Dismiss Notice
Join Physics Forums Today!
The friendliest, high quality science and math community on the planet! Everyone who loves science is here!

DC series motor confusion

  1. May 6, 2015 #1

    cnh1995

    User Avatar
    Homework Helper

    I have a confusion about the rotation of dc series motor..Suppose I put some load on it and turned it on..Due to no initial back emf, high current will flow in the armature (and field) and due to high starting torque, the motor will start rotating at say,1000 rpm. This will induce back emf which will reduce the current and the flux. Now, as the flux is weakened at the same 1000 rpm, back emf should also reduce leading to rise in current and flux. This will produce more torque and speed will increase, increasing back emf and reducing the current. If I'm right so far, this increase-decrease should go on forever and a steady speed should never be attained. But it's of course not the reality..Where am I screwing this up?? (I'm sure I am, but I just don't know where exactly..)
     
  2. jcsd
  3. May 6, 2015 #2

    Hesch

    User Avatar
    Gold Member

    If you load the motor by a constant torque, the speed, torque, flux, back-emf, current will find a balance. In practice the motor will probably not overshoot, thus not start an oscillation.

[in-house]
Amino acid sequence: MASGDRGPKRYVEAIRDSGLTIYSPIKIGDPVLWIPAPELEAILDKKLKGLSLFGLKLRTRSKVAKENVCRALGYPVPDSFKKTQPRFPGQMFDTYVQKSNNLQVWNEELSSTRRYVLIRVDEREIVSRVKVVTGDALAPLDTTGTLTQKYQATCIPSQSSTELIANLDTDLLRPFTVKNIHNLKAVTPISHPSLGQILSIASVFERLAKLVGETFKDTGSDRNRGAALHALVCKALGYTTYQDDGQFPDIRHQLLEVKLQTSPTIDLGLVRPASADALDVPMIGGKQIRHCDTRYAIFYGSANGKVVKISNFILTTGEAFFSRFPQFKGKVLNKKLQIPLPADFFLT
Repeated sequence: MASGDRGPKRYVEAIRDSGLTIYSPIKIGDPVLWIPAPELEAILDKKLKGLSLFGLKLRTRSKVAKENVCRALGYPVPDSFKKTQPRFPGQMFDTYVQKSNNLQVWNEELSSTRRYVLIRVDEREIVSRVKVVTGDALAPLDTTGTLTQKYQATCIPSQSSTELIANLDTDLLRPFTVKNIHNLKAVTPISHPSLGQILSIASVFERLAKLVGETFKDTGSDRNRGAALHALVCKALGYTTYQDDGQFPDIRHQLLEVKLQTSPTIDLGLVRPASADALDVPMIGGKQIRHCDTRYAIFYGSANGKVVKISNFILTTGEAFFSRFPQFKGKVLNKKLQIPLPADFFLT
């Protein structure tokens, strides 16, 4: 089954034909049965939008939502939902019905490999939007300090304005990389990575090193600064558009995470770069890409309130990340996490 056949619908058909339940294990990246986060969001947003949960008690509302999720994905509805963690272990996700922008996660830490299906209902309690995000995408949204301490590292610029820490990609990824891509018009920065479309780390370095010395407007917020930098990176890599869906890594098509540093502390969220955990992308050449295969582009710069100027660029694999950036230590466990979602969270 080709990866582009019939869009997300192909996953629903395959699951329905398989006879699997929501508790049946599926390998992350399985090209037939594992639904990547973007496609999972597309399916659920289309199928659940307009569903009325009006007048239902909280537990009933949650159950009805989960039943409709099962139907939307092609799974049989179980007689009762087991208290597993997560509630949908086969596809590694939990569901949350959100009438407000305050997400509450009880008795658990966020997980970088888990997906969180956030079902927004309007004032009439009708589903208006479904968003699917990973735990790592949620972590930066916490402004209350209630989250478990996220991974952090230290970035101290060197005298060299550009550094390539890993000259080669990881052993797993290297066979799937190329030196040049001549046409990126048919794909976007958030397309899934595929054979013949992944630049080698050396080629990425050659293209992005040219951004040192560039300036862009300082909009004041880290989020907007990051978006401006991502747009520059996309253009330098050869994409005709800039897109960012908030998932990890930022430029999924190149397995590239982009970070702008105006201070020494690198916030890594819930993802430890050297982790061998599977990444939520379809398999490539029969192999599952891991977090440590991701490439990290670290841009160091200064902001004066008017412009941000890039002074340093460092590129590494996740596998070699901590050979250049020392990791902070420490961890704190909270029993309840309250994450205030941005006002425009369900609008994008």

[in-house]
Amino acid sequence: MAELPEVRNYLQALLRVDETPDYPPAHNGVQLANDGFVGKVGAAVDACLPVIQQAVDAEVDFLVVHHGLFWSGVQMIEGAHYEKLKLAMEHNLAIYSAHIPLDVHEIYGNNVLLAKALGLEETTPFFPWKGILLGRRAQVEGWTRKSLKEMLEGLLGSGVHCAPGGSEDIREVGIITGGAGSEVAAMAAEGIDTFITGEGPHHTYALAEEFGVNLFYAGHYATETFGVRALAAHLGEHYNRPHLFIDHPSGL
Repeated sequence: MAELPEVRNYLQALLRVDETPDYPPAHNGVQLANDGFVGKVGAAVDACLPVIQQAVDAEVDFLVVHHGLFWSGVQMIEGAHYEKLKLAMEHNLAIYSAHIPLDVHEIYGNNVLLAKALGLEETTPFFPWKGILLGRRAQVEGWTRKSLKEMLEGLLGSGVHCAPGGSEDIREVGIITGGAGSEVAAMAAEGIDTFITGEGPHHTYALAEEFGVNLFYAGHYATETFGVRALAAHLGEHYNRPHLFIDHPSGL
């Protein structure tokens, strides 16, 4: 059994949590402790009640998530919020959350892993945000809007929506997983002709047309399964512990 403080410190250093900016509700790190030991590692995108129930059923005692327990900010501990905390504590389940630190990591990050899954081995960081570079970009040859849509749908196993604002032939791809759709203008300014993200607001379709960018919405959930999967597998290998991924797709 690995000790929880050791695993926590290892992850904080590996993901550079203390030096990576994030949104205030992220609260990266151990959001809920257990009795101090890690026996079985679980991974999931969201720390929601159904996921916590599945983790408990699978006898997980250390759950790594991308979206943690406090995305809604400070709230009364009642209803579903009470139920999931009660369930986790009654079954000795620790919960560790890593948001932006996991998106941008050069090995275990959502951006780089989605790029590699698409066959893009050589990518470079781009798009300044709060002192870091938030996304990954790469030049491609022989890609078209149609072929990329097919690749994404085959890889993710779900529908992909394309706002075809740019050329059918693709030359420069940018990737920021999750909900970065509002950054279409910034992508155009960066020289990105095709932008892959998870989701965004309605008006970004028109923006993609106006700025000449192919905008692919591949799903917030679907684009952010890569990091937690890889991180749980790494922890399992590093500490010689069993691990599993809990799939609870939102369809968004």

Of course if you have a motor with very high self-induction in the armature/rotor and very low inertia in the rotor/load, it could result in an overshoot, starting a dampened oscillation. But under the same circumstances, you can also bring a shunt motor into dampened oscillation
     
    Last edited: May 6, 2015
  4. May 6, 2015 #3

    jim hardy

    User Avatar
    Science Advisor
    Gold Member
    2016 Award

    A series motor will accelerate until torque = friction and windage losses plus load. If unloaded it is likely to overspeed and self destruct. That's why you never connect one to its load by a belt.

    here's a recent PF thread that's similar.
    https://www.physicsforums.com/threa...c-motor-increase-when-flux-is-reduced.804006/

    this image is posted there, of a series electric vehicle motor. It was in neutral and the accelerator got floored.
    http://electricmr2ev.blogspot.com/2013/01/warp9-disaster-overspeed-motor.html
    Centrifugal force throws the armature windings out into the air gap where they get chewed up.
    image_1358694250175816.jpg


    i dont think you are the least bit confused.

    old jim
     
  5. May 7, 2015 #4

    cnh1995

    User Avatar
    Homework Helper

    Is there any mechanism by which the torque,speed,flux,current will find balance? All the equations I have are for this balanced steady state. Is there one describing this process of balance?
     
  6. May 7, 2015 #5

    cnh1995

    User Avatar
    Homework Helper

    I just don't understand what's it that balances all the parameters and gives the motor a constant speed. If the field flux is constant
    (shunt motor), I can understand the speed regulation in terms of armature current and back emf. But here, all parameters seem to be interdependent, so I don't know how the balance is established..I've made a huge mess..
     
  7. May 7, 2015 #6

    jim hardy

    User Avatar
    Science Advisor
    Gold Member
    2016 Award